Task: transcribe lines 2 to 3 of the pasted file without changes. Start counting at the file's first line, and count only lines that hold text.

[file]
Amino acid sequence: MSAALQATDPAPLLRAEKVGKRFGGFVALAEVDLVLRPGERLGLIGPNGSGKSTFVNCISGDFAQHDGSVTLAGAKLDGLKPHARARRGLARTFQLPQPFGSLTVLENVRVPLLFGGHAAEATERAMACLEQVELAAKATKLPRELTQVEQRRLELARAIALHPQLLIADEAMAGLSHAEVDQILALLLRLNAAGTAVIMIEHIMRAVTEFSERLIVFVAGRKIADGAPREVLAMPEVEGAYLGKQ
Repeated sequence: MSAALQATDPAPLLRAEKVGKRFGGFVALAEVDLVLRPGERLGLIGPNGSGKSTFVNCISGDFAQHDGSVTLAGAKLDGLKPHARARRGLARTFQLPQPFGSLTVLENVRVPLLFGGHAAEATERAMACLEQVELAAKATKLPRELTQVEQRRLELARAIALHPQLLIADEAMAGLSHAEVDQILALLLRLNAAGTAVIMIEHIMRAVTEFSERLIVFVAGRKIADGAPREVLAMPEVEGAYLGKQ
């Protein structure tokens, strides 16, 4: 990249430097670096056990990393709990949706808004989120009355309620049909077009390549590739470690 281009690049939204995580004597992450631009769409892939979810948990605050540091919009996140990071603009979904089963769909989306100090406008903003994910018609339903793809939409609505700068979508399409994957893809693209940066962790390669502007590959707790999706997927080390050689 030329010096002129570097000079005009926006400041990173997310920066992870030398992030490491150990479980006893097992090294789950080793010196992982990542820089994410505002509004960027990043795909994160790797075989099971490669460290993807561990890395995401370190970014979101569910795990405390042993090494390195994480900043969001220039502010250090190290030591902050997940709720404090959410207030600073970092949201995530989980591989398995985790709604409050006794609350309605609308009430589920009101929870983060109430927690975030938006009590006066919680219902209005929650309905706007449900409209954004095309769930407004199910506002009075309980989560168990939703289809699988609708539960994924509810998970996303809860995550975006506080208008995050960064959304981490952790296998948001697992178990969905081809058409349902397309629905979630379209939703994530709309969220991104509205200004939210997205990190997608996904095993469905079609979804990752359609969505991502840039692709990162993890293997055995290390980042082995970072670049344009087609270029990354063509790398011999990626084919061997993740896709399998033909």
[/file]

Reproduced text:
Repeated sequence: MSAALQATDPAPLLRAEKVGKRFGGFVALAEVDLVLRPGERLGLIGPNGSGKSTFVNCISGDFAQHDGSVTLAGAKLDGLKPHARARRGLARTFQLPQPFGSLTVLENVRVPLLFGGHAAEATERAMACLEQVELAAKATKLPRELTQVEQRRLELARAIALHPQLLIADEAMAGLSHAEVDQILALLLRLNAAGTAVIMIEHIMRAVTEFSERLIVFVAGRKIADGAPREVLAMPEVEGAYLGKQ
């Protein structure tokens, strides 16, 4: 990249430097670096056990990393709990949706808004989120009355309620049909077009390549590739470690 281009690049939204995580004597992450631009769409892939979810948990605050540091919009996140990071603009979904089963769909989306100090406008903003994910018609339903793809939409609505700068979508399409994957893809693209940066962790390669502007590959707790999706997927080390050689 030329010096002129570097000079005009926006400041990173997310920066992870030398992030490491150990479980006893097992090294789950080793010196992982990542820089994410505002509004960027990043795909994160790797075989099971490669460290993807561990890395995401370190970014979101569910795990405390042993090494390195994480900043969001220039502010250090190290030591902050997940709720404090959410207030600073970092949201995530989980591989398995985790709604409050006794609350309605609308009430589920009101929870983060109430927690975030938006009590006066919680219902209005929650309905706007449900409209954004095309769930407004199910506002009075309980989560168990939703289809699988609708539960994924509810998970996303809860995550975006506080208008995050960064959304981490952790296998948001697992178990969905081809058409349902397309629905979630379209939703994530709309969220991104509205200004939210997205990190997608996904095993469905079609979804990752359609969505991502840039692709990162993890293997055995290390980042082995970072670049344009087609270029990354063509790398011999990626084919061997993740896709399998033909």